Science and Tech


If Prostheses Were Shoes, They'd Have Been Updated Already

Not every company at CES was pushing a new app or cool gadget. LIM Innovations has a wearable of sorts that's improving the lives of amputees.
Posted at 4:30 PM, Jan 14, 2016

What if I told you prostheses are technology, too? Not only that, but the companies trying to make these devices better are attending events like CES.

In the case of lower limb prostheses, there's a problem that needs to be addressed.

"Ask the right question: What's the problem in prosthetics? Well, it's the socket," said LIM Innovations CEO and co-founder Andrew Pedtke, M.D.

That's the part of a prosthesis that merges a person's residual limb and their prosthetic limb. Older sockets don't allow room for adjustment in that area. (Video via BulowOPS / CC BY 3.0)

Imagine trying to run, dance or even just relax while wearing an archaic wooden shoe. Doesn't sound comfortable, right? Now, imagine relying on outdated technology every day to do something as simple as walking to your car. (Video via Oxlaey / CC BY 3.0)

At CES, we talked to LIM Innovations, a company out of San Francisco that's been selling — let's call them — dynamic prostheses for about a year. They call it the "Infinite Socket."

"When I wake up and go to the gym, I can tighten it down all the way, as opposed to when I'm sitting at my desk all day for — you know — nine hours, on a hard chair, I can loosen it up," said Ranjit Steiner, an amputee who works for LIM Innovations.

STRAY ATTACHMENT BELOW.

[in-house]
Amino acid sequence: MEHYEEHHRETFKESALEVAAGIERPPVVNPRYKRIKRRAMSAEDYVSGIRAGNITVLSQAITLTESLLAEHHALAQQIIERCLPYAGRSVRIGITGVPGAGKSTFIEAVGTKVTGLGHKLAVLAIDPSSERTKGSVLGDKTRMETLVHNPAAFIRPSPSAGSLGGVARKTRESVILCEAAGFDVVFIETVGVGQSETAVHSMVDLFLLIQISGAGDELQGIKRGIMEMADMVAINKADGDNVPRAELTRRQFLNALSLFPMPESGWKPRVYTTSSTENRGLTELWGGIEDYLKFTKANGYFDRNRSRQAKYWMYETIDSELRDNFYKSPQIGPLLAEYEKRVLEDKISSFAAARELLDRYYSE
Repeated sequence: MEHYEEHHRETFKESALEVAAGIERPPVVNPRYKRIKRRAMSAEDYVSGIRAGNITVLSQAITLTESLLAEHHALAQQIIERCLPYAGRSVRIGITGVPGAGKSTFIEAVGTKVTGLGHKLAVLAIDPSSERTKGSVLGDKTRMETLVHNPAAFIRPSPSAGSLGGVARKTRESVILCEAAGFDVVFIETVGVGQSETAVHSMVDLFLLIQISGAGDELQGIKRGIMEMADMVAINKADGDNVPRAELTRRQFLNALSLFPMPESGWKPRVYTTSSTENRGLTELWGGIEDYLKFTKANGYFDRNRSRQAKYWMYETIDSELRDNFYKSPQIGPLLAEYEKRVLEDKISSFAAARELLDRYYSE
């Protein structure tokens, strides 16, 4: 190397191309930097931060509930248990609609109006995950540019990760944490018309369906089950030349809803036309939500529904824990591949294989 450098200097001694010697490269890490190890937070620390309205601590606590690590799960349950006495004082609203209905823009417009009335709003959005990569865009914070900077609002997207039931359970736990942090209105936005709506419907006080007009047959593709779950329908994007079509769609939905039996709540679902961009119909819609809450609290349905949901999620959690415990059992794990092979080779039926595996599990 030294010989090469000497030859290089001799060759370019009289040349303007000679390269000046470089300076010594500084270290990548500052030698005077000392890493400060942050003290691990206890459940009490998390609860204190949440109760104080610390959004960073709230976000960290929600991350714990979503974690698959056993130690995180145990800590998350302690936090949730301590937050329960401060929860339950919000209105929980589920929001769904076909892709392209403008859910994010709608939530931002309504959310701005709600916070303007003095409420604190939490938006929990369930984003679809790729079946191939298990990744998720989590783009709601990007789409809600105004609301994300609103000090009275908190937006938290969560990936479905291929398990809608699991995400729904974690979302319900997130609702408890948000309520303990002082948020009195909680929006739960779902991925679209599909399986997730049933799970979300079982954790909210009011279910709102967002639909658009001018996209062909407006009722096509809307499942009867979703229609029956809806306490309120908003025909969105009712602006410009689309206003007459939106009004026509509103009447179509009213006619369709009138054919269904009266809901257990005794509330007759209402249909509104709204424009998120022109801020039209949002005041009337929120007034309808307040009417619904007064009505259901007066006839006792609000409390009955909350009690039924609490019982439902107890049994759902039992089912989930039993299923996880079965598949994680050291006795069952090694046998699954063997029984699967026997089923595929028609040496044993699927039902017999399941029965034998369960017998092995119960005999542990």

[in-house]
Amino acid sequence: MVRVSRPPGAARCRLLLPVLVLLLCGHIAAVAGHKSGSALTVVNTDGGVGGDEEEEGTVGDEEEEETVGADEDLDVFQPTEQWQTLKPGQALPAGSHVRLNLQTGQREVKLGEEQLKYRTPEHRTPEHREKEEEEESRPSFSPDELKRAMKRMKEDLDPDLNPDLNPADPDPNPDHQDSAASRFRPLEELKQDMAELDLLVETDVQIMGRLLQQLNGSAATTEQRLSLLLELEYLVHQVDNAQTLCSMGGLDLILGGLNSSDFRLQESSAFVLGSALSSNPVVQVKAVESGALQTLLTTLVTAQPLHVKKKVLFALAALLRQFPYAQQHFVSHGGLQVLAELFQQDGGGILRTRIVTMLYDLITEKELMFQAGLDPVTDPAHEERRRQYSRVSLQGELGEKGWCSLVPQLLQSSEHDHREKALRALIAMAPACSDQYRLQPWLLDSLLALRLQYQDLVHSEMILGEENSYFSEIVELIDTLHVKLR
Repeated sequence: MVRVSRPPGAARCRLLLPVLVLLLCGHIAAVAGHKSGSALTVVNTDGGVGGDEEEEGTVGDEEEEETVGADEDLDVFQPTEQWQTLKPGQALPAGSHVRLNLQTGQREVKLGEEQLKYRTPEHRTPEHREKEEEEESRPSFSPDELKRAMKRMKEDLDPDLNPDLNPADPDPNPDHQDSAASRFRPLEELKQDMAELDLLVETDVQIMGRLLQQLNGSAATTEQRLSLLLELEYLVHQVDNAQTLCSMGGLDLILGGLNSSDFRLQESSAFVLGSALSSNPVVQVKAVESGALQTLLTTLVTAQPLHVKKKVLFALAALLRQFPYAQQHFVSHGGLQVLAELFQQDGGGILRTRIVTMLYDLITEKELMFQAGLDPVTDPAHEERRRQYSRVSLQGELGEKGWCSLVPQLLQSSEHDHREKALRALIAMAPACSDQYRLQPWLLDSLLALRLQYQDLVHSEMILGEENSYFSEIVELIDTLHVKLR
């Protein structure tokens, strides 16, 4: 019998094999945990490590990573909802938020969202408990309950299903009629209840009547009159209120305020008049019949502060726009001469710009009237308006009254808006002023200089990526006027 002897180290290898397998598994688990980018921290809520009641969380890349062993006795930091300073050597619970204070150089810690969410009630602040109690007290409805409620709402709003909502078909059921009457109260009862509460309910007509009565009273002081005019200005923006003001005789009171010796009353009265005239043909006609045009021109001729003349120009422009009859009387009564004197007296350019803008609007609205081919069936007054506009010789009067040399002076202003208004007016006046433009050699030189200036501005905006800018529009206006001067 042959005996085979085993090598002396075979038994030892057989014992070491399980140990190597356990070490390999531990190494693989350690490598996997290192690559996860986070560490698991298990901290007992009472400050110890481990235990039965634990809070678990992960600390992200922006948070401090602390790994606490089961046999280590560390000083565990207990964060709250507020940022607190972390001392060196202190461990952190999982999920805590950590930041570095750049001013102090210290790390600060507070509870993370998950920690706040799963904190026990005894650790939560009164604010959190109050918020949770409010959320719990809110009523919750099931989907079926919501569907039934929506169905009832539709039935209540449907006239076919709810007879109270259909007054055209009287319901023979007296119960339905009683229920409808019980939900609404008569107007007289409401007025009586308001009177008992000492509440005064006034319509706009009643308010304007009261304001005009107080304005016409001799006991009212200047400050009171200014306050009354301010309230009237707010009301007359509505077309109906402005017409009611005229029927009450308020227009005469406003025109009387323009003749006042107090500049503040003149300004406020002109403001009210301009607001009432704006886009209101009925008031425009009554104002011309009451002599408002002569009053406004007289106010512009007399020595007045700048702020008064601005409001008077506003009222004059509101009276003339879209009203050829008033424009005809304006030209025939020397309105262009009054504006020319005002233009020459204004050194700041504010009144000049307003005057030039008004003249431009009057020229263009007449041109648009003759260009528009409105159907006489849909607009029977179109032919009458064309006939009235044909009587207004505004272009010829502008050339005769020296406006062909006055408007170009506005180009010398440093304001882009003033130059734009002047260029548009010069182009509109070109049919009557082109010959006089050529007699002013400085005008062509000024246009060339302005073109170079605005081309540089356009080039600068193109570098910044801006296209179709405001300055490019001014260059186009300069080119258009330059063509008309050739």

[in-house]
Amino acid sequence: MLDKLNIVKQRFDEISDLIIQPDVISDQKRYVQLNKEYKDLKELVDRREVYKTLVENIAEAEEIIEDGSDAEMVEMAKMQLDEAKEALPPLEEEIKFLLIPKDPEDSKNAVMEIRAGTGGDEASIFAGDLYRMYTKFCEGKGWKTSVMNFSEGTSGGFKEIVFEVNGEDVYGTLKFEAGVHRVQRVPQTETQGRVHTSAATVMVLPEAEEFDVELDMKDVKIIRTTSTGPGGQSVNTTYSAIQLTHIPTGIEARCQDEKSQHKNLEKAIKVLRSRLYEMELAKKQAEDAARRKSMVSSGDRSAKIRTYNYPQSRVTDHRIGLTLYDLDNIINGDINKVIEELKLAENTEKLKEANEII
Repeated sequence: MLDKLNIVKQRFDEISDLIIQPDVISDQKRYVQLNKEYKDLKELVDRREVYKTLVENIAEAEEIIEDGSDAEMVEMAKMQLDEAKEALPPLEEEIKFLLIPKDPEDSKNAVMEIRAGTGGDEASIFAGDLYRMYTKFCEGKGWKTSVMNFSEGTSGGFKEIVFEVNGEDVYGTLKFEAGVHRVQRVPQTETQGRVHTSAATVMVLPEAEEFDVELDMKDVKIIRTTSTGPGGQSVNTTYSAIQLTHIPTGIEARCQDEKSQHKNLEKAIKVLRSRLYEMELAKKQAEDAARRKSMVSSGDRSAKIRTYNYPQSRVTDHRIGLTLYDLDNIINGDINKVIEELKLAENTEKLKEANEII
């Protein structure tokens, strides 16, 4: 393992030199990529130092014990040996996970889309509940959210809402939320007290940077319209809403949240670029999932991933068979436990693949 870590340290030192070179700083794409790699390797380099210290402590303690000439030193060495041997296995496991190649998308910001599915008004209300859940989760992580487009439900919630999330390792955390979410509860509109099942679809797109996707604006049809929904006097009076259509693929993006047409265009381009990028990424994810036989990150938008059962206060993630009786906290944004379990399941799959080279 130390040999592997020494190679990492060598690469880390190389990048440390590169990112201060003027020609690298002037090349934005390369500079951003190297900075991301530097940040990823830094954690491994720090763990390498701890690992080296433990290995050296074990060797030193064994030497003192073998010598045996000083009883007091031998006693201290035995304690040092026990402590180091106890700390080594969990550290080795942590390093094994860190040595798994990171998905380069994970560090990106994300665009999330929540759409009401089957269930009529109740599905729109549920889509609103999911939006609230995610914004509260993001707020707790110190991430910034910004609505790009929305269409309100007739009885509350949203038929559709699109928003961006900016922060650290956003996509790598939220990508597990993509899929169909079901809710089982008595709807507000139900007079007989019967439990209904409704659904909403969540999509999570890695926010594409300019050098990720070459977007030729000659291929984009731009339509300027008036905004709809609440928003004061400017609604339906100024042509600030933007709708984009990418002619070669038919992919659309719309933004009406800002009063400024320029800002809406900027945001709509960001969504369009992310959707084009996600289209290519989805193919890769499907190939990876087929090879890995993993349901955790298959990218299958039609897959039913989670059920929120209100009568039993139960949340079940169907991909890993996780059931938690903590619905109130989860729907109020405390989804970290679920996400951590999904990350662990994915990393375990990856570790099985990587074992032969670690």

Research shows that prosthetic rejection and abandonment can be well over 50 percent, and a lot of times, it's due to the wearer being uncomfortable. 

The difference in this newer design is its adjustability, which actually combats more than just the comfort issue. The adaptability could even save people money.

"A traditional socket like this is billed to insurance for approximately $10,000," Pedtke said.

But that's just one socket. And it's not uncommon for an amputee to end up needing multiple sockets before being fitted with a definitive socket.

It's worth noting that, depending on a number of factors, a whole new prosthetic leg (which includes the socket) could cost $15,000 to $50,000.

 "And the total cost that Medicare is seeing for socket technology alone in a yearly basis is about $375 million," Pedtke said.

That's a lot of money and a lot of potentially uncomfortable people who are just trying to enjoy life.

"A traditional socket is like dancing in high-heeled shoes and then having to walk all the way home at the end of the night — like, you're going to get blisters; it's going to suck," Steiner said.

Currently, LIM Innovations can fit its Infinite Socket for any above-the-knee and through-the-knee amputees. The story transcript has a link to the company's site for more information on its prostheses.

This video includes images by Sgt Ian Forsyth RLC/MOD and Cpl Richard Cave RLC.